A Beginner's Guide to Effective Email

Greetings and Signatures

Kaitlin Duck Sherwood
Every new medium develops its own protocols for opening and closing. Telephone conversations start with "Hello" and end with "Goodbye". Letters open with "Dear" and end with "Sincerely". Because email is so new, there aren't firm customs on how to open and close.

Many people do not give either a salutation or a signature. After all, while a letter can get separated from its envelope easily, it is difficult to separate an email message's body from its addressing information. The email message itself says who it is to and from.

However, that information might not be adequate for your needs. It might be difficult to find with some email reading software. It might be unclear or ambiguous. It might be inadequate for telling the receivers just why they are getting that message. Or, it might not convey the proper formality or status cues for your purposes.

I will give you my thoughts on openers and closers, but you need to think carefully about what you are trying to convey both explicitly and implicitly. You also need to take the culture and customs of all parties into consideration.



Salutations are tricky, especially if you are crossing cultures. Frequently, titles are different for men and women, and you may not be able to tell which you are addressing. The family name is first in some cultures and last in others. Honorifics may vary based on status or age. So don't feel bad if you have trouble figuring out which salutation to use: it is a difficult problem.

In the United States, it is a bad idea to use "Sir" or "Mr." unless you are absolutely certain that your correspondent is male. Similarly, it is probably safer to use "Ms." instead of "Miss" or "Mrs." unless you know the preference of the woman in question.

In the United States, using someone's first name is usually ok. Thus, you can usually get away with a "Dear" and the first name.

	Dear Chris:
Here you are covered regardless of whether Chris is male or female. (Beware of using a diminutive if you aren't certain your correspondent uses it. It might rankle Judith to be called Judy; Robert might hate being called Bob.)

If you are addressing a group of people, you can say "Dear" plus the unifying attribute. For example:

	Dear Project Managers:
	Dear San Jose Lasers Fans:

Do You Even Need A Salutation?

Given that email is relatively informal, frequently (in the United States) there isn't a problem with dispensing with names and titles altogether, especially if you are in a higher status position than your correspondent:
	Hello - I saw your web site and wanted to mention that 
	I invented the thromblemeister on Feb 29, 2403, *not* 
	on Feb 28, 2402.
I usually use a simple "Hi" for people that I already know:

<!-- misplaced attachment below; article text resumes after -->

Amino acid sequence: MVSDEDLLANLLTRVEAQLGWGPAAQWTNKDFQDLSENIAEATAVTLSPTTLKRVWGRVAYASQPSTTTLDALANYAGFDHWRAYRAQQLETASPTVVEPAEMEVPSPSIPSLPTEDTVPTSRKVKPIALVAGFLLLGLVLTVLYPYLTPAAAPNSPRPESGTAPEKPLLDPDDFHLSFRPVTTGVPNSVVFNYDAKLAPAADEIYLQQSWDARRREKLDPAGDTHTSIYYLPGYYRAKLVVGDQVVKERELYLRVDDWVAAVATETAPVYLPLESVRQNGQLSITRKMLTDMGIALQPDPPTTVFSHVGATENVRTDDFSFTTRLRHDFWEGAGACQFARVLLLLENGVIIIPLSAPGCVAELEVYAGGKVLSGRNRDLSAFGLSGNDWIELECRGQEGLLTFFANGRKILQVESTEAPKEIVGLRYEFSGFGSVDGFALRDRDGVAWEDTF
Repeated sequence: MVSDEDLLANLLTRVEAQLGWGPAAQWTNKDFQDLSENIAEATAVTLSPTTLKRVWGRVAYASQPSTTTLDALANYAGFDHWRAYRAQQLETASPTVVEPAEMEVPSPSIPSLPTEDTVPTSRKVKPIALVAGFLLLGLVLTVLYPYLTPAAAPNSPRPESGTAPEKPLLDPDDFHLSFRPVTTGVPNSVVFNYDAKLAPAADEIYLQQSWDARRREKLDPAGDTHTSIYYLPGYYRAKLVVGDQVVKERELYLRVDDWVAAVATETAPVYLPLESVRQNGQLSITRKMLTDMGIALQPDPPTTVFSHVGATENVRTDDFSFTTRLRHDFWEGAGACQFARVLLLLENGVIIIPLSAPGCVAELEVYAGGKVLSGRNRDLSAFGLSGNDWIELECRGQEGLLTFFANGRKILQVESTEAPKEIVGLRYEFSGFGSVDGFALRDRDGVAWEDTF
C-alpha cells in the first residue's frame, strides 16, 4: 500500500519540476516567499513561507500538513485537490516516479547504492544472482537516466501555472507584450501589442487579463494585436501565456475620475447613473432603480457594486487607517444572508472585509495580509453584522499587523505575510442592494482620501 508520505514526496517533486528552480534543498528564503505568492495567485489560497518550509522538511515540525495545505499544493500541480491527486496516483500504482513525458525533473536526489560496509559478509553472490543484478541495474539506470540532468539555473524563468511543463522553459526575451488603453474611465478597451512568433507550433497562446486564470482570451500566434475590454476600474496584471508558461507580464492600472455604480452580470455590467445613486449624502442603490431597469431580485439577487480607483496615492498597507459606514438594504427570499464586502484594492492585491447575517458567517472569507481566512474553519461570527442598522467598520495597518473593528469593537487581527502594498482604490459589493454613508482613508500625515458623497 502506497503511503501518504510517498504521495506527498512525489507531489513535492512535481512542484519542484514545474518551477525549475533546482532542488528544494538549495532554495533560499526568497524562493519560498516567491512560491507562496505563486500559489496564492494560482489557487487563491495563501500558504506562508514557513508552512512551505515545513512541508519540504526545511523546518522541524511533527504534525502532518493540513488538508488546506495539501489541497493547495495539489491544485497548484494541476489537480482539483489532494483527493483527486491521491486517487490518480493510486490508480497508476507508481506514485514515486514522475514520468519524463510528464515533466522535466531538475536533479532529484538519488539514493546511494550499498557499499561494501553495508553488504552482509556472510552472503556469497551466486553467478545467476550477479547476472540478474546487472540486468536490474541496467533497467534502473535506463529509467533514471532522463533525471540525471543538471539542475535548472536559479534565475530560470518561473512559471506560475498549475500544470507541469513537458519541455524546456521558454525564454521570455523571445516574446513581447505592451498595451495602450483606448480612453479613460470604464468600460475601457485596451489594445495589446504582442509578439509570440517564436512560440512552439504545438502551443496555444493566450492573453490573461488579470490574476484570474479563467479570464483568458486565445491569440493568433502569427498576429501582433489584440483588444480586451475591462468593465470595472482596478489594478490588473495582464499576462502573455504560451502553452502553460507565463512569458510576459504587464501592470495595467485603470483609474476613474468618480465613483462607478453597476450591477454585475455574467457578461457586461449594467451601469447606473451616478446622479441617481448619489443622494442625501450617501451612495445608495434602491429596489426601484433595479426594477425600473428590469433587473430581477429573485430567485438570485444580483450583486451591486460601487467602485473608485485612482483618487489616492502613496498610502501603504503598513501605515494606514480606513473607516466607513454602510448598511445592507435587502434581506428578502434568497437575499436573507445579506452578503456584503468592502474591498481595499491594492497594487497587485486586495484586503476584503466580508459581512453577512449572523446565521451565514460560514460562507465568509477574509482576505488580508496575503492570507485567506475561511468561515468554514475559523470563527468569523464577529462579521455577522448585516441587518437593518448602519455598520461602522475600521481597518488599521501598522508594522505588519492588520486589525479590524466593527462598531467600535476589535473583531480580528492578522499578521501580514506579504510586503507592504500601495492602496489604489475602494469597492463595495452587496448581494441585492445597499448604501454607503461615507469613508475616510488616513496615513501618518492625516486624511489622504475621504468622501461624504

Hi - Are you interested in getting together for 
	sushi next week?  I can bring all my wedding pictures 
	and bore you to death. ;-)
"Good Morning" and "Good Afternoon" don't make a lot of sense with email, as the sun may have moved significantly by the time your correspondent gets around to it. "Good Day" sounds stilted to American ears (although it is common in other parts of the former British Empire). You may want to avoid "Greetings" in the United States: it reminds many people of the draft notices young men got during the Vietnam War.

Again, you must be careful about cultural differences. The East Coast of the United States is more formal than the West Coast (where I live). Germans are even more formal; they can work side-by-side for years and never get around to a first-name basis. Starting a message to Germany with Dear Hans might be a bad idea.


When I get email from strangers, I care more about what connection they have with me than how they address me. When you send email, particularly someone who doesn't know you, it would be good if you would immediately answer these questions: Putting some of that information in a signature is better than nowhere at all, but putting it at the top is better for several reasons:

Good answers to the questions can take several forms:

	Dear Ms. Sherwood: I am an editor at Very Large Publishing 
	Company, Inc.  I sat next to your husband on United last week, 
	and he mentioned that you are interested in publishing a book 
	based on your email guide.  I have read your guide, and would be 
	very interested in receiving a proposal from you.
	My name is Dave Wilcox and I'm the legal counsel for 
	Thromblemeisters Direct, Inc.  We are deeply disturbed at 
	the aspersions you cast upon us and on thromblemeisters in 
	your email guide.  Therefore, we order you to immediately 
	cease and desist using any reference to thromblemeisters 
	in your email guide.  If you do not, we will be forced to 
	file suit against you or your descendants if and when we and/or 
	thromblemeisters come into existence.
Or even:
	Hi - I am a novice email user and just read your email guide.  
	I don't know if you are the right person to ask or not, but do 
	you know what the French word for "Mister" is?  If you can tell